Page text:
Nova Scotia ‘choke Harvest

jerusalem artichoke harvest small

Jerusalem artichokes–so much bounty from so little ground, and with so little effort. An organic gardener’s dream crop.

Yesterday we harvested about 100 lbs of Jerusalem artichokes from a single, partial row of the Potato Patch. A mere 25 feet of row yielded all this, almost five pounds of food per linear foot. I know of nothing that yields so much food per cubic foot as the Jerusalem artichoke. And we have several thousand square feet planted back in the Elfwood, where we have allowed it to go wild, which it does so easily–a permanent and easily maintained emergency food supply.

Anyone with slightly to very acidic soil and a cool climate can grow these. Where you want them to grow for food, just till the ground as the tubers will only grow large if the ground is friable. They spread from rhizomes and maintain themselves effortlessly. To maintain the patch, just leave half of them in the ground every year, or set aside one tuber for every eighteen inches you want to plant. Or you can leave them alone and just let them spread. Trust me, they will.

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4 thoughts on “Nova Scotia ‘choke Harvest

  1. Spryte

    What are your two favorite recipes in which Jerusalem artichokes figure? How do you best enjoy their uniqueness?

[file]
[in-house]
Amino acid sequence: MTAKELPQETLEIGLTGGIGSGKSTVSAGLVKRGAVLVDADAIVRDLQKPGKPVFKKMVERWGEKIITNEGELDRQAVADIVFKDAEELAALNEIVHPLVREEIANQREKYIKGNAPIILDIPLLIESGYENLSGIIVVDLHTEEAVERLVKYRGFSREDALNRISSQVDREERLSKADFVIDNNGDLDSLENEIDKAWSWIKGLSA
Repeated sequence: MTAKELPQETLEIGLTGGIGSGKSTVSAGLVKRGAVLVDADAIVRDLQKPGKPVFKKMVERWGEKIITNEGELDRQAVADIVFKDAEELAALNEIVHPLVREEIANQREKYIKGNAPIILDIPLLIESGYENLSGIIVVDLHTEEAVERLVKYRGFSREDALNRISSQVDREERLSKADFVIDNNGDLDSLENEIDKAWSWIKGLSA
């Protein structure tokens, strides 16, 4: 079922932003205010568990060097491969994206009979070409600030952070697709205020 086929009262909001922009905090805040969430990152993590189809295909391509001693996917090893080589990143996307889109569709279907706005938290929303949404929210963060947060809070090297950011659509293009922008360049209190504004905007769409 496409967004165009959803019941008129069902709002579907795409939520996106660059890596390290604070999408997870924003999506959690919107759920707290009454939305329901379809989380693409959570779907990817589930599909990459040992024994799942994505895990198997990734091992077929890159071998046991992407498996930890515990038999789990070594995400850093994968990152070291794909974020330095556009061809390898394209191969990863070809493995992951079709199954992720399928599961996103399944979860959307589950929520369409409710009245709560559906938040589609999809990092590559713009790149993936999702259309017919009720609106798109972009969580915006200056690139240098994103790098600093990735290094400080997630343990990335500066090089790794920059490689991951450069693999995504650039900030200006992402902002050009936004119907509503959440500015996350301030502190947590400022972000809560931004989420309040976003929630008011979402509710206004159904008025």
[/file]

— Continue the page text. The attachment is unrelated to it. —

• I honestly don’t think we have two favorite recipes–at least not yet. Mostly, we just steam them and eat them whole. I find their flavor (at least of this variety) to be very similar in flavor and texture to artichoke hearts. We just boil them, drain, and then steam or boil again, sometimes in ham broth.

  2. When Alys Fowler did her series on TV over here (UK) some years back, she baked parboiled, sliced Jerusalem Artichokes in cream, a bit like Scalloped Potatoes, with fresh black pepper and the herb Savoury – think it was Winter Savoury. She reckons using Savoury in with ‘chokes and bean dishes is an absolute must, to avoid the resultant embarrassing wind! Hopefully, by double cooking them, you avoid the blushes! (No, I don’t need you to answer that!!)
    If anyone is vegan like me, you could either make a sauce or use a cream substitute. Yum!

    • We find boiling them til they’re soft does away with any flatulence potential attributable to this otherwise delectable and easily cultivated plant.

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